Thursday, 20 March 2014

La Pepite, Grands Montets

I've no doubt there's still some nice snow out there but yesterday I was keen to go climbing and test out my shoulder (I re-aggravated a old rugby injury in November and have had very limited movement and quite a bit of pain since then). I thought that rock climbing might be a bit much but that if I could find some steady mixed stuff, I might be OK. The non-guidebook line "La Pepite" on the Grand Montets ridge fit the bill so John and I headed up there to take a look. 

Details on the line were sketchy but we assumed that it would have been climbed recently so if we found footsteps somewhere near where we thought the line was, we'd just follow them. Turned out it worked perfectly!

Our topo. What could possibly go wrong?

The first obstacle was the bergschrund, which I took a look at but I couldn't commit to a sketchy pull up on my bad arm so John took the lead and shot over. I'm glad I didn't go for it though as I only just made it over on a top rope without my shoulder exploding.

Owing John for that one, I led the first couple of pitches and they were great. The first was steady enough but without much gear - probably Scottish 3. The second is great and goes at about Scottish 4, with good protection.

Me contemplating pitch 1. Photo John Cuthbert.

Me leading pitch 2. Photo John Cuthbert.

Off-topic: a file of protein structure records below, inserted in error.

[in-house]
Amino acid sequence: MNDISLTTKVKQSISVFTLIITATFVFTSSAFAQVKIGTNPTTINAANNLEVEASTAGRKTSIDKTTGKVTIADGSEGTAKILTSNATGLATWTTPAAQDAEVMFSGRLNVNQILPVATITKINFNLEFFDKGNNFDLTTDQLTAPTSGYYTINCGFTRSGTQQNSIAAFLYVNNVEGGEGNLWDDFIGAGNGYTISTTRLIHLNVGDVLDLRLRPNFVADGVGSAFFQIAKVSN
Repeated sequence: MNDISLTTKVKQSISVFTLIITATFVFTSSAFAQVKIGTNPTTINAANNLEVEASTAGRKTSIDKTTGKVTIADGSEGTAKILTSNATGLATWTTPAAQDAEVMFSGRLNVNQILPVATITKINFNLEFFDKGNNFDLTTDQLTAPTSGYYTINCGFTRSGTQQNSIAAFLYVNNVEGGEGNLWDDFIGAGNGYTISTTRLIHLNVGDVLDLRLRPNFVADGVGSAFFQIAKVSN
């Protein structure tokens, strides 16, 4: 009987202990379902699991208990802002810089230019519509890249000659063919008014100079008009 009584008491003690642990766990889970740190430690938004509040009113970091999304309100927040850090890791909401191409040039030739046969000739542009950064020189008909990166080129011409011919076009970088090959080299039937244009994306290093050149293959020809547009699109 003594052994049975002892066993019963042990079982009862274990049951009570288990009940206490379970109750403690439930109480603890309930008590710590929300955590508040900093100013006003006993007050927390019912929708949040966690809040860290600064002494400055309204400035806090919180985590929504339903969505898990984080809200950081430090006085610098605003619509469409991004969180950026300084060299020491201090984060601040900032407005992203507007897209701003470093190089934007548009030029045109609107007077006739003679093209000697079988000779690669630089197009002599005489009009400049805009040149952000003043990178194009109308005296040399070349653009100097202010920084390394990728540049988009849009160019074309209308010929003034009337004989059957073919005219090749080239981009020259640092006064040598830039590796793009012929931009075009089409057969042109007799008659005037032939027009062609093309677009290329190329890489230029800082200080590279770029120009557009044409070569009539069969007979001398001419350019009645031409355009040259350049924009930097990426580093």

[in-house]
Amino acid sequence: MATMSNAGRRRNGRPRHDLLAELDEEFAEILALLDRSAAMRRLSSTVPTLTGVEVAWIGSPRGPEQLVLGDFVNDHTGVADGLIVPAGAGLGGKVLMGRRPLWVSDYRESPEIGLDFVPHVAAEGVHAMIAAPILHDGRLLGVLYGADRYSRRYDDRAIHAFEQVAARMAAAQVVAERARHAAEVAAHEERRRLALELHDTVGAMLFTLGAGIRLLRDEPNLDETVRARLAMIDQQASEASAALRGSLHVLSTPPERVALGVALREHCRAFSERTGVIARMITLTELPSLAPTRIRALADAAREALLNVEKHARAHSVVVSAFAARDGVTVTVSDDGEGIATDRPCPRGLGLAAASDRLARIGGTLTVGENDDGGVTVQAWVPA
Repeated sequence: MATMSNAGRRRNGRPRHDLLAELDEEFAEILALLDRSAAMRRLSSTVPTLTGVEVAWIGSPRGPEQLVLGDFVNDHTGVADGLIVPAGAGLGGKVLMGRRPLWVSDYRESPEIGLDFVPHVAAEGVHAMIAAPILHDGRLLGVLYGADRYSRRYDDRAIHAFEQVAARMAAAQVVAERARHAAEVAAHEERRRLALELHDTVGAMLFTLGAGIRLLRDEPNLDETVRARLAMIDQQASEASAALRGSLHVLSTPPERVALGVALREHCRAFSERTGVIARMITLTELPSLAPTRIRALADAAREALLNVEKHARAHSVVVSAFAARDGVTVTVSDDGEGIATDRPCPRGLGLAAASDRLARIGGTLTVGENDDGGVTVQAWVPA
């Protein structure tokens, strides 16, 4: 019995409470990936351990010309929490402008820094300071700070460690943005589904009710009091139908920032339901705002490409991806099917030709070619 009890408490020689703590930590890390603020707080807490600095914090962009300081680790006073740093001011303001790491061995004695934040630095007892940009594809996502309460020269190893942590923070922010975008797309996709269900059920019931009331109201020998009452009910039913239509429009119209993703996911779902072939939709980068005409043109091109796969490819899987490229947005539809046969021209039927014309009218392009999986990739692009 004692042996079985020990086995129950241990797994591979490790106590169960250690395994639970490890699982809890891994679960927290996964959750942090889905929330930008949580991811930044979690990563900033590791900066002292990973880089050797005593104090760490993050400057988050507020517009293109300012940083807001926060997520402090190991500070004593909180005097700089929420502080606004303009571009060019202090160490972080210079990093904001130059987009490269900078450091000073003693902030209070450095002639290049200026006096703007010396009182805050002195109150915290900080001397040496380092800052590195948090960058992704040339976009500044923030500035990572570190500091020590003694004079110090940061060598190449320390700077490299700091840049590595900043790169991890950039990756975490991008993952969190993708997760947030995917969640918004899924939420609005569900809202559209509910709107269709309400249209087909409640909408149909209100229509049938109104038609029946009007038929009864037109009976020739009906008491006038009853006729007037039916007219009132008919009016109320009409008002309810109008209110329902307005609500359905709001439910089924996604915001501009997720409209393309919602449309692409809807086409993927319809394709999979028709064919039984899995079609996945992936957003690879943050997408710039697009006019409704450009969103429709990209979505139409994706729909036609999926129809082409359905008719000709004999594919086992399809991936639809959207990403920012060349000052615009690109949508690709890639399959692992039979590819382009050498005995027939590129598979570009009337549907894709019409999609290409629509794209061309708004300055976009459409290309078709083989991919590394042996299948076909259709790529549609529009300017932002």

John's view from half way up the second pitch. We got stuck behind a guided team and they told me that it was their second day ever climbing in crampons! It certainly seemed a strange route choice from the guide when his clients couldn't climb the crux and only managed it after over half an hour of swearing and knocking rocks onto John and I, who had to resort to cowering under a small overhang until they were done. Some poetic justice was dealt however when the guide placed a brand new cam at the crux and then one of the clients managed to push it further into the crack, making it completely unretrievable. That'll learn him. Photo John Cuthbert.

John took the crux and did an excellent job on some dry and tricky mixed, which would get Scottish 5 or M4+ depending on your nationality. I just about managed to follow but the crux move involved a hard pull on the right arm, which I can still feel 24 hours later! The climbing was superb but would be better with more ice and extremely difficult if there was much less ice than we found.

Me post crux. Note floppy, useless right arm!

Once past the crux there is a 100m easy snow gully which I fired up as fast as the altitude permitted, then a short, straightforward chimney takes you to the mellow slopes of the Petite Verte.

John on the final chimney.

Me at the top of the route. Photo John Cuthbert.

From there it is a simple case of walking back to the Grand Montets lift - access and descents don't come much simpler.

John and I agreed that the route was superb and with slightly more ice and no people struggling ahead of you, the route could easily be done in a half day. As it was we were done by early afternoon and it felt slow. 

I'm aching today and I think that climbing anything close to my limit is going to be out for this summer unless my recovery rate increases massively but it felt good to be climbing again and I'm psyched for some long, cruisy routes when conditions allow. In the meantime, it's due to tank down with snow over the weekend so it's back to skiing for now.